But, Sir, I do not deny the general good intentions of Parliament on a variety of great and conspicuous occasions, and its desire to pass good laws for Ireland. But let me say that, in order to work out the purposes of government, there is something more in this world occasionally required than even the passing of good laws. It is sometimes requisite not only that good laws should be passed, but also that they should be passed by the proper persons. The passing of many good laws is not enough in cases where the strong permanent instincts of the people, their distinctive marks of character, the situation and history of the country require not only that these laws should be good, but that they should proceed from a congenial and native source, and besides being good laws should be their own laws. In former times it might have been doubted—I have myself doubted—whether this instinct had been thus developed in Ireland. If such doubts could be entertained before the last General Election they can be entertained no longer.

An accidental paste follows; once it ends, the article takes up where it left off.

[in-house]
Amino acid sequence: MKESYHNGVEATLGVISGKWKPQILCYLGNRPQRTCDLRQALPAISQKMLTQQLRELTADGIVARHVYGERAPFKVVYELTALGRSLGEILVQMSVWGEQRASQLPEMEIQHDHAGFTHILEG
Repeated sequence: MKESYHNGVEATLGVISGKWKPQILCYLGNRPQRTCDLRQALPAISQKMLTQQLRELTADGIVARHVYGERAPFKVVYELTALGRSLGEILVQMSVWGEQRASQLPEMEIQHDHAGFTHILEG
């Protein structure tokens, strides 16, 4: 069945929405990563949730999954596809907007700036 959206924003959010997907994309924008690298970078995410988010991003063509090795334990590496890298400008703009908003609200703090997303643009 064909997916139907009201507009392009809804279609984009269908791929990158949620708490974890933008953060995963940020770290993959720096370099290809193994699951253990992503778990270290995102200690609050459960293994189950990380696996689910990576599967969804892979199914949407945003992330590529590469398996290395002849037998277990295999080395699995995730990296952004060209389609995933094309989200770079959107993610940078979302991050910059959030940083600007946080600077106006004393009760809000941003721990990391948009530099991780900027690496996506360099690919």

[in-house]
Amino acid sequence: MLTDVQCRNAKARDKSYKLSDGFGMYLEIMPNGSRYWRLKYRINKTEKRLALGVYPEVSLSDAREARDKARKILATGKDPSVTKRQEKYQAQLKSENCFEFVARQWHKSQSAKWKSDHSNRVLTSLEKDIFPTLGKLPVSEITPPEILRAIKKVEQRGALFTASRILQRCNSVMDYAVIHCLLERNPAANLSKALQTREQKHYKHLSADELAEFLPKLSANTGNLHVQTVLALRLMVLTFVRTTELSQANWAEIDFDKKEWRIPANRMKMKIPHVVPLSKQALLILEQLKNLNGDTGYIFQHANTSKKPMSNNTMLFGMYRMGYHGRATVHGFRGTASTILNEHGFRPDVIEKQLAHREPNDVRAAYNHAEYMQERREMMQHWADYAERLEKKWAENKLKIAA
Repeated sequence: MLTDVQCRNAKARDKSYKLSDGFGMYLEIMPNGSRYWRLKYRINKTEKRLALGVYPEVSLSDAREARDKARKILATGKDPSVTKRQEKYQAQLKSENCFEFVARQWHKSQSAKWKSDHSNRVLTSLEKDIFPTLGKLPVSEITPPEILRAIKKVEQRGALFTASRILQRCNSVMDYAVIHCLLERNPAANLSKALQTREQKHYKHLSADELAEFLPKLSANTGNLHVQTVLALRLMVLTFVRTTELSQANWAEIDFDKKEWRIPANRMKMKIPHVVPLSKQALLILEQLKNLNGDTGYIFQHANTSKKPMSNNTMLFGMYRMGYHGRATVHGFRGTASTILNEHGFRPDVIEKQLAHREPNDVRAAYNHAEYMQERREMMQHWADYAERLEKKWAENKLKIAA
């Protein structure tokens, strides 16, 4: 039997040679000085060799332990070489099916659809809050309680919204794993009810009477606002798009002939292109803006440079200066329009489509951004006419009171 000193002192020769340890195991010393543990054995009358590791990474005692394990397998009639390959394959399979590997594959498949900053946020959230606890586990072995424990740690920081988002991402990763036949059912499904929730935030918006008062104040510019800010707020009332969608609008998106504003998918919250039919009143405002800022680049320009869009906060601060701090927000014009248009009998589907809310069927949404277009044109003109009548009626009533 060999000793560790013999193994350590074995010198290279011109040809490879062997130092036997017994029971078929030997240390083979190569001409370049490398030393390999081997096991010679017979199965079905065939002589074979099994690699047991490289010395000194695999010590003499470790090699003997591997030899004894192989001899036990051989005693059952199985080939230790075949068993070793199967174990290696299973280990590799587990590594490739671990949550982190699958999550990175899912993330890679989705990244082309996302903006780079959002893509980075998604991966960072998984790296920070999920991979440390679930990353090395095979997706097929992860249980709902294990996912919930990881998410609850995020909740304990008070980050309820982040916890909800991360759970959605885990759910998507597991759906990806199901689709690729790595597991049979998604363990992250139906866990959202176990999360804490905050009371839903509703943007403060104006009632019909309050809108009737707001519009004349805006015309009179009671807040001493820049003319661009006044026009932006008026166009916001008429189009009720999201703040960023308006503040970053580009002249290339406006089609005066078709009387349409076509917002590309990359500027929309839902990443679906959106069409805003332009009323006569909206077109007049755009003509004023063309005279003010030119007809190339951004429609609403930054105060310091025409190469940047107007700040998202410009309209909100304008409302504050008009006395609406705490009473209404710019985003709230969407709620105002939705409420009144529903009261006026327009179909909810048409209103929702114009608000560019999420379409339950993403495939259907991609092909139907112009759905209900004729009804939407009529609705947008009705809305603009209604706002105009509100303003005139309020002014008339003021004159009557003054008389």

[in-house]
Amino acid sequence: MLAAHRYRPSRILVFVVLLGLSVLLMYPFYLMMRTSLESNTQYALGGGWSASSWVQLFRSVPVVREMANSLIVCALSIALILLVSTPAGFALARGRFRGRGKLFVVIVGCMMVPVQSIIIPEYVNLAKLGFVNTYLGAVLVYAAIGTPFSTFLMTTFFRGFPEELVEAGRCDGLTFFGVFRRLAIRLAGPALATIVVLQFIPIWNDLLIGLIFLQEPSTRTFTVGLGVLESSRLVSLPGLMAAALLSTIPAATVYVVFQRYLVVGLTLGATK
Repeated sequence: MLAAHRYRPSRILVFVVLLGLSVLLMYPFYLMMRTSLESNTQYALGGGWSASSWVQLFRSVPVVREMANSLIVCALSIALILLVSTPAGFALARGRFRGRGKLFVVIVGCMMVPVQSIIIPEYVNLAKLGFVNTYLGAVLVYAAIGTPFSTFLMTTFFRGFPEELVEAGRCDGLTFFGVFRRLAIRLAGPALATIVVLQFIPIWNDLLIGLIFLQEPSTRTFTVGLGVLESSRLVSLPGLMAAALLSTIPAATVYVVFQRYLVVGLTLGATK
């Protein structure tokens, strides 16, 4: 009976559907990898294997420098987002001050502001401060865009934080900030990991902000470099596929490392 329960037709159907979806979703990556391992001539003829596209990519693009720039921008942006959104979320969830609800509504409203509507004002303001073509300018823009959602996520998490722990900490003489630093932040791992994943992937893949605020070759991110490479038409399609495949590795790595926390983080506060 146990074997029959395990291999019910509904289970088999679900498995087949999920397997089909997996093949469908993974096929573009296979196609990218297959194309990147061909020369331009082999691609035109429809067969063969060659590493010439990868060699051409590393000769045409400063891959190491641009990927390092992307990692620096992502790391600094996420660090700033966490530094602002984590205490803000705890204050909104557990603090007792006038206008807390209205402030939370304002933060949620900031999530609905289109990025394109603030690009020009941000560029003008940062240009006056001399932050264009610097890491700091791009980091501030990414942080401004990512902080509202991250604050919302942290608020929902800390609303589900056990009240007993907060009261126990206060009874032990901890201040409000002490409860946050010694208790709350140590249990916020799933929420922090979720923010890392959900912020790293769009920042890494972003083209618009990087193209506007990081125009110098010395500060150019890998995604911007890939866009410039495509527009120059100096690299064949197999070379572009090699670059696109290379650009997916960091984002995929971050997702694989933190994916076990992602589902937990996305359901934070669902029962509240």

The principle that I am laying down I am not laying down exceptionally for Ireland. It is the very principle upon which, within my recollection, to the immense advantage of the country, we have not only altered, but revolutionized our method of governing the Colonies. I had the honour to hold Office in the Colonial Department—perhaps I ought to be ashamed to confess it—51 years ago. At that time the Colonies were governed from Downing Street. It is true that some of them had Legislative Assemblies; but with these we were always in conflict. We were always fed with information by what was termed the British Party in those Colonies. A clique of gentlemen constituted themselves the British Party; and the non-British Party, which was sometimes called the "Disloyal Party," was composed of the enormous majority of the population. We had continual shocks, continual debates, and continual conflicts. All that has changed. England tried to pass good laws for the Colonies at that period; but the Colonies said—"We do not want your good laws; we want our own." We admitted the reasonableness of that principle, and it is now coming home to us from across the seas. We have to consider whether it is applicable to the case of Ireland. Do not let us disguise this from ourselves. We stand face to face with what is termed Irish nationality. Irish nationality vents itself in the demand for local autonomy, or separate and complete self-government in Irish, not in Imperial, affairs. Is this an evil in itself? Is it a thing that we should view with horror or apprehension? Is it a thing which we ought to reject or accept only with a wry face, or ought we to wait until some painful and sad necessity is incumbent upon the country, like the necessity of 1780 or the necessity of 1793? Sir, I hold that it is not. There is a saying of Mr. Grattan—who was, indeed, a fiery and a fervid orator; but he was more than that; he was a statesman; his aphorisms are, in my opinion, weighty, and even profound, and I commend them to the careful reflection and examination of the country—when he was deprecating the surrender of the Irish Parliament, and pointing out that its existence did not prevent the perfect union of the two countries, he remarked—"The Channel forbids union; the ocean forbids separation." Is that Channel nothing? Do what you will with your steamers and your telegraphs, can you make that Channel cease to exist, or to be as if it were not? These 60 miles may appear a little thing; but I ask you what are the 20 miles between England and France? These few miles of water have exercised a vital influence upon the whole history, the whole development, and the whole national character of our people.